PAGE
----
What's a Domain Name?
Basically it your address on the web. It is what you want people to remember when they go looking for you on the internet. Like Google http://www.google.com , or Macarldie http://www.macarldie.com only it is a certain length and it has www. in front of it and can have different endings such as .com, .biz, .ca
Blogs have different types of domain names, so that your actually being hosted on their site. Like this site, Angelz Web Design is hosted by Blogger.com http://www.blogger.com and so for me to have my blog on here it http://angelzwebdesign.blogspot.com and it had no www in front. The same goes for Wordpress but with Wordpress you have the option of downloading a template and having it manipulated and then re-loading by FTP- file transfer protocal up on to the internet and that way you can have your own domain name. Wordpress.com http://www.wordpress.com is the same as Blogger.com http://www.blogger.com whereas Wordpress.org is where you actually download a template and upload it to a Webhost and get your domain name.
I hope this simplify things so that you have a better understanding of these terms and below I have given Wikipedia's explanations which are more technical.
http://en.wikipedia.org/wiki/Domain_name Here is a good explanation from Wikipedia
domain name is an identification label that defines a realm of administrative autonomy, authority, or control in the Internet. Domain names are also hostnames that identify Internet Protocol (IP) resources such as web sites. Domain names are formed by the rules and procedures of the Domain Name System (DNS).
Domain names are used in various networking contexts and application-specific naming and addressing purposes. They are organized in subordinate levels (subdomains) of the DNS root domain, which is nameless. The first-level set of domain names are the top-level domains (TLDs), including the generic top-level domains (gTLDs), such as the prominent domains com, net and org, and the country code top-level domains (ccTLDs). Below these top-level domains in the DNS hierarchy are the second-level and third-level domain names that are typically open for reservation by end-users that wish to connect local area networks to the Internet, run web sites, or create other publicly accessible Internet resources. The registration of these domain names is usually administered by domain name registrars who sell their services to the public.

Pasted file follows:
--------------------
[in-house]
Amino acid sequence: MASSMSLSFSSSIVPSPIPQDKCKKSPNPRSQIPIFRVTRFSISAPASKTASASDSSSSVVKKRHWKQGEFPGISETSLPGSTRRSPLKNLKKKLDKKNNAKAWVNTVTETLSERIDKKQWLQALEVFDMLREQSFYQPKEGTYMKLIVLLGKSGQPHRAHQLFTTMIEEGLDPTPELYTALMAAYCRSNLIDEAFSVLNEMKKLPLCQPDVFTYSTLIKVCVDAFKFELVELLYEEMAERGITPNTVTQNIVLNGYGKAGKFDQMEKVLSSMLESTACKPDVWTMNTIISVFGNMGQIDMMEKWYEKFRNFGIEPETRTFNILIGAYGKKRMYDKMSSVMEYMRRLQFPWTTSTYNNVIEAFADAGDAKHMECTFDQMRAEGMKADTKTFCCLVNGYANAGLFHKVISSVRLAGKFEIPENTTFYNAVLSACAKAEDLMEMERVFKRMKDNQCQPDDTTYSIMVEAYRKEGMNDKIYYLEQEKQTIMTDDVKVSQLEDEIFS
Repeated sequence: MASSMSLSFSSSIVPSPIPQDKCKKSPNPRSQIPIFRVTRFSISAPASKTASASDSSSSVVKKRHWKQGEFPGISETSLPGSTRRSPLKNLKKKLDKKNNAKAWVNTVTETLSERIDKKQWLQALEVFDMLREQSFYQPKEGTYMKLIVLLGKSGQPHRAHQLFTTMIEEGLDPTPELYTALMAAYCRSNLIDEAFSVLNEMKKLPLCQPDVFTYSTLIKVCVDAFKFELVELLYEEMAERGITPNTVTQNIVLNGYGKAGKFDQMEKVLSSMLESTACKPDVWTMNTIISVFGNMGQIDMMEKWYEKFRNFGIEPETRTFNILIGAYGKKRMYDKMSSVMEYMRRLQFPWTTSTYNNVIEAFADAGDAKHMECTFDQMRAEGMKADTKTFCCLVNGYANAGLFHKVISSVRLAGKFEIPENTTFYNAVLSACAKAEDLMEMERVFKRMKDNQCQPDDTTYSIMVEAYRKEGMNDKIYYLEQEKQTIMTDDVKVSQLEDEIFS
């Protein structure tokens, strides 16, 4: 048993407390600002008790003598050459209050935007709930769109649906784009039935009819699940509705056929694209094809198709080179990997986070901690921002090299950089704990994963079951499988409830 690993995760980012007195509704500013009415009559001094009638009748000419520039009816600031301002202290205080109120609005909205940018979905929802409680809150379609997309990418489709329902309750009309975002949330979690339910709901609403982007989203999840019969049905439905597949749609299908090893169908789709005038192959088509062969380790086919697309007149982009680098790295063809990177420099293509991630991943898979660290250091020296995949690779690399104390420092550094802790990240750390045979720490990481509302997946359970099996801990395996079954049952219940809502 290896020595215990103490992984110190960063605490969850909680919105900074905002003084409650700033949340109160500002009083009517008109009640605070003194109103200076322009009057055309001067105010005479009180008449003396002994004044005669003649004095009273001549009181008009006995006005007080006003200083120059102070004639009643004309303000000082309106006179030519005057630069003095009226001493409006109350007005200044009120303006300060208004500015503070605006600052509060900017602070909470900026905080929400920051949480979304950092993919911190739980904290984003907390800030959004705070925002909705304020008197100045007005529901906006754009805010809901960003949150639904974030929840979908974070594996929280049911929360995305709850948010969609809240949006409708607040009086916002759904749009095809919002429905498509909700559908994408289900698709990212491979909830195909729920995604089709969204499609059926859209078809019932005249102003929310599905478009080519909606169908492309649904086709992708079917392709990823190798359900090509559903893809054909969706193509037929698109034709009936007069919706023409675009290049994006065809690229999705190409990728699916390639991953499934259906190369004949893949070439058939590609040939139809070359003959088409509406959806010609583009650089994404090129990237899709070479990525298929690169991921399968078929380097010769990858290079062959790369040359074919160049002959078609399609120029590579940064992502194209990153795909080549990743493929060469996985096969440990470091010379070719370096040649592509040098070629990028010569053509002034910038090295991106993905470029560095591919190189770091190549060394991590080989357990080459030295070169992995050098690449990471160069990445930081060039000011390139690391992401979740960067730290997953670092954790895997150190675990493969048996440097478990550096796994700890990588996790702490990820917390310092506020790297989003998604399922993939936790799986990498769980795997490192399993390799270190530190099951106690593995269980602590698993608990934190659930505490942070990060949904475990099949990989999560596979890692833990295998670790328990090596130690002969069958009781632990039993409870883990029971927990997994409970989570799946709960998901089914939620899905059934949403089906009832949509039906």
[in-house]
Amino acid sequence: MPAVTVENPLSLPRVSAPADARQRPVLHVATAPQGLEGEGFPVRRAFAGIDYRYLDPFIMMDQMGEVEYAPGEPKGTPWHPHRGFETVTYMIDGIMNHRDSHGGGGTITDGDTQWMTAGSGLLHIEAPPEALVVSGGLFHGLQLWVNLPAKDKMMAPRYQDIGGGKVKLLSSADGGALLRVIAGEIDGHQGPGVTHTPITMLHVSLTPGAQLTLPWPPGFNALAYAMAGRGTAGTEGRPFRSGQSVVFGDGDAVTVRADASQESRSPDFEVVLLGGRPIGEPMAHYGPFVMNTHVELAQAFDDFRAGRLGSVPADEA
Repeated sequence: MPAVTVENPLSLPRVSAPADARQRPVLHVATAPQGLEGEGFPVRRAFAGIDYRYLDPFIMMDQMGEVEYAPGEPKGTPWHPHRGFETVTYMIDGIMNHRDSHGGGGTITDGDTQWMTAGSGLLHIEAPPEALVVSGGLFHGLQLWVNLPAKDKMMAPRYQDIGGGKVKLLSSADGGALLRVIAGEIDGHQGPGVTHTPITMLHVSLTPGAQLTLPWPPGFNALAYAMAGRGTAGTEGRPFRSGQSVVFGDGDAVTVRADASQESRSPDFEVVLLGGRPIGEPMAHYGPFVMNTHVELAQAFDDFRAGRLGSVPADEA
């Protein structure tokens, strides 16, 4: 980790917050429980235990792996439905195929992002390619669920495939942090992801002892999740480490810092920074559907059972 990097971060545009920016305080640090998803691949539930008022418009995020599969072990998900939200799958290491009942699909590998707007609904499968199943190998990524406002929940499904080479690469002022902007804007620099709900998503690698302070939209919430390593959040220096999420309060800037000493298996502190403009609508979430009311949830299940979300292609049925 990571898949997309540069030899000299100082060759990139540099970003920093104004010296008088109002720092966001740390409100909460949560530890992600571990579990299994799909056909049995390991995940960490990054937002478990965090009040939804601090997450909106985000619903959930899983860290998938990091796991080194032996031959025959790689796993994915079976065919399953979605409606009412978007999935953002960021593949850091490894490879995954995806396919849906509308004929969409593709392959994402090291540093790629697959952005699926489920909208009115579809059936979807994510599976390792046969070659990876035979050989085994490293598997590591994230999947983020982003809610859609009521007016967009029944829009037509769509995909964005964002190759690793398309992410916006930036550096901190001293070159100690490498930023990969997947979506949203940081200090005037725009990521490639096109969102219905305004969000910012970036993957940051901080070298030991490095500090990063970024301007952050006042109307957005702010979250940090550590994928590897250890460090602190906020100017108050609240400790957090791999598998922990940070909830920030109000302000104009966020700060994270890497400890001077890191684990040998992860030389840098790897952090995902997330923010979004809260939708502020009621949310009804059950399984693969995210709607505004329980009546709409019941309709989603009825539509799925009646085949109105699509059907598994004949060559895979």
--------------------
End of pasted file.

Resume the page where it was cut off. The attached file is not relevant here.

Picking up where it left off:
Individual Internet host computers use domain names as host identifiers, or hostnames. Hostnames are the leaf labels in the domain name system usually without further subordinate domain name space. Hostnames appear as a component in Uniform Resource Locators (URLs) for Internet resources such as web sites (e.g., en.wikipedia.org).
Domain names are also used as simple identification labels to indicate ownership or control of a resource. Such examples are the realm identifiers used in the Session Initiation Protocol (SIP), the DomainKeys used to verify DNS domains in e-mail systems, and in many other Uniform Resource Identifiers (URIs).
An important purpose of domain names is to provide easily recognizable and memorizable names to numerically addressed Internet resources. This abstraction allows any resource (e.g., website) to be moved to a different physical location in the address topology of the network, globally or locally in an intranet. Such a move usually requires changing the IP address of a resource and the corresponding translation of this IP address to and from its domain name.
Domain names are often referred to simply as domains and domain name registrants are frequently referred to as domain owners, although domain name registration with a registrar does not confer any legal ownership of the domain name, only an exclusive right of use.
The Internet Corporation for Assigned Names and Numbers (ICANN) manages the top-level development and architecture of the Internet domain name space. It authorizes domain name registrars, through which domain names may be registered and reassigned. The use of domain names in commerce may subject strings in them to trademark law. In 2010, the number of active domains reached 196 million.